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By Andrea Peyser
July 11, 2016
I can’t bear seeing former and current Met José Reyes defiling sacred ground at Citi Field. The bad-news baseball- and woman-basher was cynically scooped up for a song by the Amazin’s, the same team that signed him as a scrawny 16-year-old prospect from the Dominican Republic and watched him evolve into a base-stealing, triple-hitting demon.
Now at age 33, the ex-shortstop has old-man legs, and he’s not that legendary speedster anymore. Take a hike, José.
It’s often said that everyone deserves a second chance, and who am I to claim that the lowest form of pond scum, a wife-beater, can’t mend his ways?
But in any other job, from solid-waste manager to corporate president, a testosterone case’s acknowledgment that he grabbed the woman he wed by the throat and flung her into a sliding-glass door in a terrifying fit of rage would be, at best, a career killer. At worst, it would land the deviant behind bars. At the very least, it would be
ground for a messy and expensive divorce.
This is baseball, though, and if a guy is deemed even remotely capable of helping his squad win, all is forgiven, if not forgotten — chicks be damned.
The betrayal hurts. I’m probably one of the Mets’ most ardent super fans, sticking with the mutts through victories, outrageous meltdowns and even last year’s spectacular World Series drubbing by the Kansas City Royals. Maybe Mets fans secretly enjoy pain. Or, as a gal saddled with an inferiority complex from growing up in lowly Queens, where my beloved lads and Reyes play home games, I think I deserve to suffer. Who knows? I’m not a shrink.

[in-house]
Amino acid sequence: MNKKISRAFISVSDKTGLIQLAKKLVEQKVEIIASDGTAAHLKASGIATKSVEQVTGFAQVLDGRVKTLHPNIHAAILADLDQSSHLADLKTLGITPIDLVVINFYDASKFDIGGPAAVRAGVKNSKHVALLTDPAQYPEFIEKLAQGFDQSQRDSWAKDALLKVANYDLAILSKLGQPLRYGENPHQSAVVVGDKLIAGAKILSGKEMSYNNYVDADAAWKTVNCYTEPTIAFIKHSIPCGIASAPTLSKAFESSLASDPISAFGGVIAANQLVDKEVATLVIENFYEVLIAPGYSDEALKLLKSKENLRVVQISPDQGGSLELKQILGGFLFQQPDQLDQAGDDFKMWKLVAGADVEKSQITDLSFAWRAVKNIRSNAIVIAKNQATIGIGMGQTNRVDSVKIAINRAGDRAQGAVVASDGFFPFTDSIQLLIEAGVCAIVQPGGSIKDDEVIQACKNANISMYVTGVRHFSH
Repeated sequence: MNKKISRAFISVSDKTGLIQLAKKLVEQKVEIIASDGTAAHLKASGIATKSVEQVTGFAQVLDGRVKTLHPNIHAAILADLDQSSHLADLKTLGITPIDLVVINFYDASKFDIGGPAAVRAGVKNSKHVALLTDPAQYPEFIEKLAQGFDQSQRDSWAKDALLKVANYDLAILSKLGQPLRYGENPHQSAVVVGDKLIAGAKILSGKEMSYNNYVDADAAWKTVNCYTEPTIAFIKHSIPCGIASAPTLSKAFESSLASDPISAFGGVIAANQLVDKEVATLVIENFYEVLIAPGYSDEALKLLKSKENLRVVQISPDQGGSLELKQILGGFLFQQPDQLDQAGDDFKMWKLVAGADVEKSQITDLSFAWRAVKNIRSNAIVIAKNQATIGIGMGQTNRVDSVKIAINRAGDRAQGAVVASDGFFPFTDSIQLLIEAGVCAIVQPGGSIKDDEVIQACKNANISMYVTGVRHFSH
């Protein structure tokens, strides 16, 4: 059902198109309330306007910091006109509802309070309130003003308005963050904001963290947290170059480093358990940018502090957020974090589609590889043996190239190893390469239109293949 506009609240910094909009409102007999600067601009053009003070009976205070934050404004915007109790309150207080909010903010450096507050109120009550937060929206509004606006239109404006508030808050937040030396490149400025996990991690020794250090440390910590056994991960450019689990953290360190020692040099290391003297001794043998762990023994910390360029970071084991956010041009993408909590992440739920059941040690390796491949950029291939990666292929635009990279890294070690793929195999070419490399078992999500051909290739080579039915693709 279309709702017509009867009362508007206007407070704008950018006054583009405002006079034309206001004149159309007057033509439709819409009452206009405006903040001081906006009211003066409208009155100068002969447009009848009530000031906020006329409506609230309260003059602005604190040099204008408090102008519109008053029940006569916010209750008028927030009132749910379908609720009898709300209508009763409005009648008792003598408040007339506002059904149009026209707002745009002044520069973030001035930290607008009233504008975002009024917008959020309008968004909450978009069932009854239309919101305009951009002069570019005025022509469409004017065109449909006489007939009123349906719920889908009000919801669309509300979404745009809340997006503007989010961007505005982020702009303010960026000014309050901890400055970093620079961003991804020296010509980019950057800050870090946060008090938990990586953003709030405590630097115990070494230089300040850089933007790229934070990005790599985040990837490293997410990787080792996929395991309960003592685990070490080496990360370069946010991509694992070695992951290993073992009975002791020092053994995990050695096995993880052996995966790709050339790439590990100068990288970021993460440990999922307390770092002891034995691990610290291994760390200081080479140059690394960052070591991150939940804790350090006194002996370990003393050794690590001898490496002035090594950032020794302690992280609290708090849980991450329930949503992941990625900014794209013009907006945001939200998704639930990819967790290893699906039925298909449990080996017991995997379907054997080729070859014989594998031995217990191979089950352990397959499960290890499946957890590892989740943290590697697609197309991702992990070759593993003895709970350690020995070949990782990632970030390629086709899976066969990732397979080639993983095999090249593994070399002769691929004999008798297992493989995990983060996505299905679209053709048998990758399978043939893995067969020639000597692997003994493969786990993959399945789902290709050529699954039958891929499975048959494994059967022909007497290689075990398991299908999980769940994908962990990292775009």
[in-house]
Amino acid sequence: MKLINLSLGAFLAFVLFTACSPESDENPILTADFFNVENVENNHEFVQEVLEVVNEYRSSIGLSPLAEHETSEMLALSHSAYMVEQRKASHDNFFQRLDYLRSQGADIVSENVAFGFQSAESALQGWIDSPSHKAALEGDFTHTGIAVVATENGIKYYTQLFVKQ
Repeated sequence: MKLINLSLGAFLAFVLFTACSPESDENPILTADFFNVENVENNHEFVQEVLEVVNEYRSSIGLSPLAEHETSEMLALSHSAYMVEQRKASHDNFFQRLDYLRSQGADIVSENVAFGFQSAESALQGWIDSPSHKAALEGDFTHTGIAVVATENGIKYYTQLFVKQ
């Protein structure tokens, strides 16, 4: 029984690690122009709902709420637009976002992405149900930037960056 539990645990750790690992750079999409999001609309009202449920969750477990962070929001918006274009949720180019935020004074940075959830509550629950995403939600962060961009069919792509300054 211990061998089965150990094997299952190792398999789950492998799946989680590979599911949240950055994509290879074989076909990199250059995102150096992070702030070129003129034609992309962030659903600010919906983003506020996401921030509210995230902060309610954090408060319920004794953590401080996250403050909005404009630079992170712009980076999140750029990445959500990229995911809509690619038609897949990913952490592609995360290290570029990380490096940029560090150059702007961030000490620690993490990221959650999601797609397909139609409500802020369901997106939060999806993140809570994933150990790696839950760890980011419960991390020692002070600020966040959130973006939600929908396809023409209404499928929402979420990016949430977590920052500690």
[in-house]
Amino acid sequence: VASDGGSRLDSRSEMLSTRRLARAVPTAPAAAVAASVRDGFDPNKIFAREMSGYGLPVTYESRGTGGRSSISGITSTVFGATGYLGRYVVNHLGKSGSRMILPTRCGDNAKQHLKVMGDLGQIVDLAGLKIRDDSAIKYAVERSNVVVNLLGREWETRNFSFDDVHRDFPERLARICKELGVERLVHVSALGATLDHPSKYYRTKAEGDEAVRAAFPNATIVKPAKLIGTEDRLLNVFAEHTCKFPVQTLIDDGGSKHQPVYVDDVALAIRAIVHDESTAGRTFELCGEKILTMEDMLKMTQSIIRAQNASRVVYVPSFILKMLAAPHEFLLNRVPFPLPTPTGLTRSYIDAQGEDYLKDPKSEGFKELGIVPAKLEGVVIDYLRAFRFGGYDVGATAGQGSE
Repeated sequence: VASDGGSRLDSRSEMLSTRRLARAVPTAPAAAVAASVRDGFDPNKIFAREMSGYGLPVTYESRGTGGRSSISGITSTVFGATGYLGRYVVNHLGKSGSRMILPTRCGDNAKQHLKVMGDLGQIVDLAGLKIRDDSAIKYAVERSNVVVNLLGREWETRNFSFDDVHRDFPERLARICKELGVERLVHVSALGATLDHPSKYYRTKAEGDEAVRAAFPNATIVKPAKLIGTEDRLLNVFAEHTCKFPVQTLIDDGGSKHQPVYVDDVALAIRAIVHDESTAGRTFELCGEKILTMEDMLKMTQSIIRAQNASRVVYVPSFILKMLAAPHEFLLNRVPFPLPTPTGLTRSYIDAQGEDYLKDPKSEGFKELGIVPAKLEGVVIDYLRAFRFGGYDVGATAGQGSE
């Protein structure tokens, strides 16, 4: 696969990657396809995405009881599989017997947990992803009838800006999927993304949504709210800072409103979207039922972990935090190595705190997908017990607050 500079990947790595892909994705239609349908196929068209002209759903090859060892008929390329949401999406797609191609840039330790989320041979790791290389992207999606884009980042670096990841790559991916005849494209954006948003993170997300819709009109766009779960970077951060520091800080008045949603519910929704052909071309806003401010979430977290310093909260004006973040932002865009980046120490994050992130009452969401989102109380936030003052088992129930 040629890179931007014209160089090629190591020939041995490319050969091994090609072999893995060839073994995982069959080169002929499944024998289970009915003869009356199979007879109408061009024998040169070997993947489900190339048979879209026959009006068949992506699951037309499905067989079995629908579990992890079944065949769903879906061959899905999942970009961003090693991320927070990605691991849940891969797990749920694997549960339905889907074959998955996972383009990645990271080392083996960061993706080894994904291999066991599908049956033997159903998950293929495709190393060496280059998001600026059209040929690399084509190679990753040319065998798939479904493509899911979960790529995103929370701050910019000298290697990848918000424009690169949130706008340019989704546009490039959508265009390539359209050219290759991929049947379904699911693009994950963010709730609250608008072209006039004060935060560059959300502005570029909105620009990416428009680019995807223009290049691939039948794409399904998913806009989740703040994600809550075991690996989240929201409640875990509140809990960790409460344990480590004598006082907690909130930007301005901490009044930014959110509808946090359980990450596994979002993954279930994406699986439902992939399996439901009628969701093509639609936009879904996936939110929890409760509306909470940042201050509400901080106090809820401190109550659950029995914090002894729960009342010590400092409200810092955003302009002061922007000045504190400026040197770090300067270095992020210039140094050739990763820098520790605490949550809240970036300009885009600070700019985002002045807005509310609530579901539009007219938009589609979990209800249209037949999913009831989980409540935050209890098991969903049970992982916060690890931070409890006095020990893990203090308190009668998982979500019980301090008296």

But I was among those who chanted at the top of my lungs, “José, José, José, José! José, José!’ every time Reyes came up to bat at Shea Stadium and later Citi Field — a song that morphed into the urgent, “Oh stay, oh stay, oh stay, oh stay! . . . ’’ as he seemed headed for the free agent’s exit.
Then, he had his luxuriant dreadlocks publicly shorn after accepting a six-year, $106 million contract with the Miami Marlins after the 2011 season.
Leaving New York City, Reyes has hinted, began an emotional downslide.
Or is that just a con? Are we to feel sorry for him?
The Marlins traded him after about a year to the Toronto Blue Jays, which palmed him off on the Colorado Rockies in 2015. That off-season, the public was introduced to a
José Reyes I wish we never met.
Katherine ReyesPhoto: Anthony Causi
Reyes attacked his wife, Katherine Ramirez, in a Hawaiian resort hotel room on Halloween night, leaving the mother of the couple’s three daughters with a scratched neck and an injured face and left leg, according to a security guard’s 911 call. But a charge of “abuse of a family and/or household member” was dropped after Ramirez refused to cooperate with prosecutors.
The Rockies cut him after he served a 52-game unpaid suspension. For Mets bosses waiting in the wings to scoop him back up, the penalty was genius. MLB honchos appeared tough on domestic violence, while Mets brass had an excuse for giving a sinner a shot at wiping his slate as clean as a baby’s behind.
“I’m sorry for what happened’’ — not “what I did’’ — Reyes said on July 5 after spending a few days in the minor leagues, then starting that day as the Mets’ third baseman.
He said he had attended counseling sessions. “I know there are going to be some people who hate me, so I understand that, I put myself in that situation . . . ”
This isn’t the only team to pick up a player accused of domestic-abuse at a bargain rate. Cuban defector and former Cincinnati Reds pitcher Aroldis Chapman, 28, was signed by the Yankees — the first player disciplined under the MLB’s get-tough policy against immoral incidents of domestic violence, sexual assault and child abuse, enacted in August.
Chapman was banned from 30 games without pay after a police report surfaced accusing him of choking and pushing his girlfriend against a wall and firing eight gunshots into the garage of his Florida house on Oct. 30. The closer faced no criminal charges because of conflicting reports about the incident.
Another Cuban defector, Atlanta Braves center fielder Hector Olivera, 31, was hit with an 82-game unpaid suspension after being arrested and charged with assaulting and battering a woman in April.
Expect more players to emerge virtually unscathed from awful abuse allegations, enabled by Major League Baseball. As far as I’m concerned, José Reyes is dead to me.